Comparison between operative and nonoperative treatment for proximal humerus fractures
Treatment of proximal humerus fractures in the elderly A systematic review of 409 patientsActa Orthop. 2015 Jun;86(3):280-5.
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9 studies (8 RCTs, 1 controlled clinical trial) were selected for a systematic review of elderly patients with a proximal humerus fracture. The goal of this study was to determine whether surgical or nonoperative treatment is the optimal intervention in patients over the age of 60. Operative treatments identified in the included trials were the tension band technique, locking plates, pinning and hemiarthroplasty. The results of this review indicated that many studies did not find a significant difference in functional outcomes when comparing locking plates or tension bands to nonoperative treatment at 1 year. There was a significantly better health-related quality of life and Euroqol-5D in patients that received a hemiarthroplasty compared to the nonoperative group for patients with 4-part fractures. Complications were common in the operative treatment groups. This study highlights the need for further high quality investigations.
Were the search methods used to find evidence (original research) on the primary question or questions stated?
Was the search for evidence reasonably comprehensive?
Were the criteria used for deciding which studies to include in the overview reported?
Was the bias in the selection of studies avoided?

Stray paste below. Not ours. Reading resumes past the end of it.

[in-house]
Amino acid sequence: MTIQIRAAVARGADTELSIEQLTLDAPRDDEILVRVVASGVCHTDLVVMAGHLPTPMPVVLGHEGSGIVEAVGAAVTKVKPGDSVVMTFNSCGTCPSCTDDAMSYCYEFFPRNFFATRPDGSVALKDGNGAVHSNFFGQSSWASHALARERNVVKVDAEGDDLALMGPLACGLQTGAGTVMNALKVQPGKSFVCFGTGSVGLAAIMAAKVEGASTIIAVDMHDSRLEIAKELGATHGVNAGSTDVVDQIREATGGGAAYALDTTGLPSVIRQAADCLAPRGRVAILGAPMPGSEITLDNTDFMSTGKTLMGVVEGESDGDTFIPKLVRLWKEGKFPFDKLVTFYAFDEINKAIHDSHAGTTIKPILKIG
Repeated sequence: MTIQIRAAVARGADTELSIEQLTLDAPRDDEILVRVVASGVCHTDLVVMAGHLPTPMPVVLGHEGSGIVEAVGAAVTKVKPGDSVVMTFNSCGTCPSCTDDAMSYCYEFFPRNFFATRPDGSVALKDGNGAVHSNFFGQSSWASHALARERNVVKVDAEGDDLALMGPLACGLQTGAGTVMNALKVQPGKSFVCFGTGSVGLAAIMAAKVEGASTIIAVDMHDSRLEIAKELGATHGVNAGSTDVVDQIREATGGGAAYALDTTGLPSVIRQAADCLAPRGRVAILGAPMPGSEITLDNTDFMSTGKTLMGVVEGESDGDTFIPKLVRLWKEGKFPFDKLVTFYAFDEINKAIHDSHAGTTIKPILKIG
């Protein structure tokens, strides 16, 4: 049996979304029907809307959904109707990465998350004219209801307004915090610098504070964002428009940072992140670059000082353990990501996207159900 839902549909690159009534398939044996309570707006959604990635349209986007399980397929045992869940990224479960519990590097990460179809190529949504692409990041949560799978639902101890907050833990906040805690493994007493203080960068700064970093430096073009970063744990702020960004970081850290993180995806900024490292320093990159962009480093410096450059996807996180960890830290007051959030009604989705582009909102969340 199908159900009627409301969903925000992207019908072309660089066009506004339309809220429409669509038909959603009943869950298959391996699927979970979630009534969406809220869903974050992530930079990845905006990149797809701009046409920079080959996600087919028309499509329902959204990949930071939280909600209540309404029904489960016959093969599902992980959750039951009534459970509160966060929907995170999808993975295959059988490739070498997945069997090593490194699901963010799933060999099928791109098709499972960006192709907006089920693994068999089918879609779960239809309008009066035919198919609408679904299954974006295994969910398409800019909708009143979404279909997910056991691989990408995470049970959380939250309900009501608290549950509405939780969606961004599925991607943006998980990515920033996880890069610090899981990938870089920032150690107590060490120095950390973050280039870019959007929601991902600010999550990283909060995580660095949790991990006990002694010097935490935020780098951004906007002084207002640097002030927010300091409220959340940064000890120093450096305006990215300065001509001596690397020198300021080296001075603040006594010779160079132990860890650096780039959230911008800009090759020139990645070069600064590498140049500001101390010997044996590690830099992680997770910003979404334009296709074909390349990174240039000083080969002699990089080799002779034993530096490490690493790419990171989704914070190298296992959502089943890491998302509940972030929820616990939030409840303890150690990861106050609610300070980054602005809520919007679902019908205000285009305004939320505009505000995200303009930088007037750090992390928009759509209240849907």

Were the criteria used for assessing the validity of the included studies reported?
Was the validity of all of the studies referred to in the text assessed with use of appropriate criteria (either in selecting the studies for inclusion or in analyzing the studies that were cited)?
Were the methods used to combine the findings of the relevant studies (to reach a conclusion) reported?
Were the findings of the relevant studies combined appropriately relative to the primary question that the overview addresses?
Were the conclusions made by the author or authors supported by the data and or analysis reported in the overview?
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The Reporting Criteria Assessment evaluates the transparency with which authors report the methodological and trial characteristics of the trial within the publication. The assessment is divided into five categories which are presented below.
Detsky AS, Naylor CD, O'Rourke K, McGeer AJ, L'Abbé KA. J Clin Epidemiol. 1992;45:255-65
The Fragility Index is a tool that aids in the interpretation of significant findings, providing a measure of strength for a result. The Fragility Index represents the number of consecutive events that need to be added to a dichotomous outcome to make the finding no longer significant. A small number represents a weaker finding and a large number represents a stronger finding.
Why was this study needed now?
As the growing population ages, the incidence of osteoporotic trauma will also grow. Among the more common of these fractures are those of the proximal humerus. There is little high-quality evidence comparing the various methods of treatment, which also have a high degree of variation between practitioners. Previous literature reviews have not focused on proximal humerus fractures associated with osteoporosis, and with new literature published, there is a need for an updated assessment.